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Arlington Park

Arlington Park Barn Notes (7/3/10)

Contact: Graham Ross

In today's notes:


It’s over at last for Black Tie Affair. Dee Poulos, widow of Black Tie Affair’s trainer Ernie Poulos, got the phone call from Michael Blowen of Old Friends Thoroughbred Retirement Facility in Georgetown, Kentucky, early Thursday morning, and he advised that it was time to put the 1991 Horse of the Year down.

Ironically, in the end it was laminitis that got Black Tie Affair, not the cancer he’d had for years that was actually improving with the experimental medication he was being given.

“He was eating well and enjoying himself all day Wednesday,” Poulos said, “but took a turn for the worse during the night. Obviously, at 24-years-old, it was his time, and there was nothing else to do, but I still am getting used to the finality of it. Even when we had to say goodbye to him when he went to Japan (for stud duty), I didn’t feel the void I’m feeling now because we still had some connection to him. There was always a bloodstock agent or someone around who could keep an eye on him for us and keep us updated on how he was getting along over there.

“I guess part of the grief I’m feeling now is because while Black Tie Affair was alive he was my last living connection to Ernie and the life we had together, and of course he was the horse that changed Ernie’s and my life together forever,” Poulos said. “After he won the Breeders’ Cup Classic, Black Tie Affair became the people’s horse. He was America’s blue collar horse and so many people began to identify with him. They still do. Even this morning (Saturday), I’m getting e-mails from all over the country from people – some of whom I know and some from people I don’t know – all of them expressing their sorrow. Also, a lot of people want to let me know exactly where they were when Black Tie Affair won the Breeders’ Cup Classic, and how much it meant to them when he did.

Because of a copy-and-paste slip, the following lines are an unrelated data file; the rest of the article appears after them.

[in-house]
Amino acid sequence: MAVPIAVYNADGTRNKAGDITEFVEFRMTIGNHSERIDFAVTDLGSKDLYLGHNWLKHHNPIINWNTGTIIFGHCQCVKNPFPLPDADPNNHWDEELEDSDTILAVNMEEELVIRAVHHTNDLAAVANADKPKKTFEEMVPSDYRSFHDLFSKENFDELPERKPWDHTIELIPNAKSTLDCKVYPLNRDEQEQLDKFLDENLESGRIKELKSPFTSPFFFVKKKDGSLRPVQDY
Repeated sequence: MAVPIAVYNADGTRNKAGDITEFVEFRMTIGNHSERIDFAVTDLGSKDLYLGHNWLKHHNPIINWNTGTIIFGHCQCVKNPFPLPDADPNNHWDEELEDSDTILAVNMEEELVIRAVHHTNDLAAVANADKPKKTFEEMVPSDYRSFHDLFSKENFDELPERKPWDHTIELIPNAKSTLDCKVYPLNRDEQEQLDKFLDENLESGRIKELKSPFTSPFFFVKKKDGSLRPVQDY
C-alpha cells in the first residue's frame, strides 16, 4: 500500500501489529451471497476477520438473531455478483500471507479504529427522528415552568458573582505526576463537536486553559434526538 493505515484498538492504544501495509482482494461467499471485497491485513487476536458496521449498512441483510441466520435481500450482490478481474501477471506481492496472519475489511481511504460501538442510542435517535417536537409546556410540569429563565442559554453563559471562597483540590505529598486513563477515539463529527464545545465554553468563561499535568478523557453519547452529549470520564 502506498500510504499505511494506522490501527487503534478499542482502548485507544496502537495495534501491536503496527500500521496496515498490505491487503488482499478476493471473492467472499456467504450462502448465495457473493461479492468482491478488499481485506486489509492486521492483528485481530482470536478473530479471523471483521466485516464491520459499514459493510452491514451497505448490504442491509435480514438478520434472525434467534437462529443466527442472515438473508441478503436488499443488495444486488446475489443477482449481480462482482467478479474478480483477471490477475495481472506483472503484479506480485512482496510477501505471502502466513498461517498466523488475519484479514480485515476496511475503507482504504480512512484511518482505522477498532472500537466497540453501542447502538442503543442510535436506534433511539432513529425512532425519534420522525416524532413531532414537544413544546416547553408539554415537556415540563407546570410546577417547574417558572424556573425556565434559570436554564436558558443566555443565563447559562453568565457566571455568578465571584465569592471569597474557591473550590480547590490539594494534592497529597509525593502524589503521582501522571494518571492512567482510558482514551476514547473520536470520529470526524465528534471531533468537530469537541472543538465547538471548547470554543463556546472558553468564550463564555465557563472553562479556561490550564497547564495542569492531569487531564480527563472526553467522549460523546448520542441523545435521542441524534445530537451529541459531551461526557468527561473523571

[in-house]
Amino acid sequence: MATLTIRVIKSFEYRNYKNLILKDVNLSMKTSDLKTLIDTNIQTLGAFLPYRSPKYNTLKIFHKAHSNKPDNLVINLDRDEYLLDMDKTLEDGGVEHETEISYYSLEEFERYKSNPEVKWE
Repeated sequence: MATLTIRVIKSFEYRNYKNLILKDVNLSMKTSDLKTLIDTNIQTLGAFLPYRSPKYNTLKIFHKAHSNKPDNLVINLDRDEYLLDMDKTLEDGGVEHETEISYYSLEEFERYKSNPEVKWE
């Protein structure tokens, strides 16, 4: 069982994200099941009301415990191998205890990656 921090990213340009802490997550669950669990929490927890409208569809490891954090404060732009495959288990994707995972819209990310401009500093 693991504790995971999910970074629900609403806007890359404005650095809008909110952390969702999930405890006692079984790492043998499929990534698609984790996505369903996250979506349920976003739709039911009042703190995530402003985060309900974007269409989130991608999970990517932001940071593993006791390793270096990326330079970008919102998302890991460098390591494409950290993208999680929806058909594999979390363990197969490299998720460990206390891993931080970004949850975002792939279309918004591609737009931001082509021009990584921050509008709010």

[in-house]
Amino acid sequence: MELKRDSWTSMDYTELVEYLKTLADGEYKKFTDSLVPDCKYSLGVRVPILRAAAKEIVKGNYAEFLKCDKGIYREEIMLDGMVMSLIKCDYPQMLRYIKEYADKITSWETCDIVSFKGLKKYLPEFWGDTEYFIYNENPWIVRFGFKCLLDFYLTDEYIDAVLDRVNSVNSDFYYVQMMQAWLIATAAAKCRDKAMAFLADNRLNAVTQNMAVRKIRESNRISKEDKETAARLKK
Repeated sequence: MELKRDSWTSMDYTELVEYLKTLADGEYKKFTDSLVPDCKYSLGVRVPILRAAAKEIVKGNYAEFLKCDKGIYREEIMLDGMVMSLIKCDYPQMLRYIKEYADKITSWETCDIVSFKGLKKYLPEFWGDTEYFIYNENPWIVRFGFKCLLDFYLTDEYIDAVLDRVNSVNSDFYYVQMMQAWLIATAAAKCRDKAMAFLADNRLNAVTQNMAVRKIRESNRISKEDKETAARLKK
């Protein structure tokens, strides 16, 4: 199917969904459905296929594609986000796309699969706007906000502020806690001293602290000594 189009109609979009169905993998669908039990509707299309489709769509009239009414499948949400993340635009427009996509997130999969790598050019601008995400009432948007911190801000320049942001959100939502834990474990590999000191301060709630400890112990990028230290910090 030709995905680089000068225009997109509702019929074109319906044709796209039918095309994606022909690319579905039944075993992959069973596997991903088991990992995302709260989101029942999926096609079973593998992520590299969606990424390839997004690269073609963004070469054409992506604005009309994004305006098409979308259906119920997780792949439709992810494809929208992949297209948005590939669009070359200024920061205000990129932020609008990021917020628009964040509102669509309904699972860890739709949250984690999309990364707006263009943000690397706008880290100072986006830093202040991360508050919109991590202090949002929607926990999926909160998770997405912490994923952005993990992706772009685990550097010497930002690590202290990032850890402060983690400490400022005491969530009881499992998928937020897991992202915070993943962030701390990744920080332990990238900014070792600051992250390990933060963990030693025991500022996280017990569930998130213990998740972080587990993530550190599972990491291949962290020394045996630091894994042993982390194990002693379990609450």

“I’m very grateful that my sister (Dianna Caramico) and I went down to Old Friends to see him last month,” said Poulos. “It was really a spur of the moment kind of thing that we even went. We had no reservations or any thing like that. We just wanted to see him and say hello.

“We didn’t verbalize about it at the time, but I think both of us had the feeling it might be the last time we might get to see the old boy,” Poulos said. “ I didn’t want to say goodbye, but I think he did. His eyes kind of told us it was his time.

“But one other thing we are very grateful for is how well Black Tie Affair got to spend the last year of his life,” Poulos concluded. “He almost made it to a full year at Old Friends, and for all that time he just got to be a horse. There were no demands made on him. He got to enjoy life with a bunch of people who really loved him and took care of him. Some horses never get to do that.”


The Northwest Suburban Council for the Boy Scouts of America will celebrate the Fourth of July with a daylong outing at Arlington Park Sunday to honor the 100th anniversary of Scouting.

More than 30 suburban communities will take part in the celebration, which will include a parade, special exhibits, video tributes and the presence of retired Army Sgt. 1st Class Sammy Davis, a Medal of Honor recipient.

More than 400 Scouts will participate in the event, as will WLS-TV’s Paul Meincke, himself a former Scouter.


Team Block, Michael Baze and Nick Canani were named Arlington’s Owner, Jockey and Trainer of the Month respectively for their individual records from May 31 to June 25.

Team Block’s green and yellow blocks silks were posed in the winner’s circle five times from 19 starters while Baze rode 19 winners from 86 mounts during that time and Canani saddled 12 winners from 25 starters.

- END -

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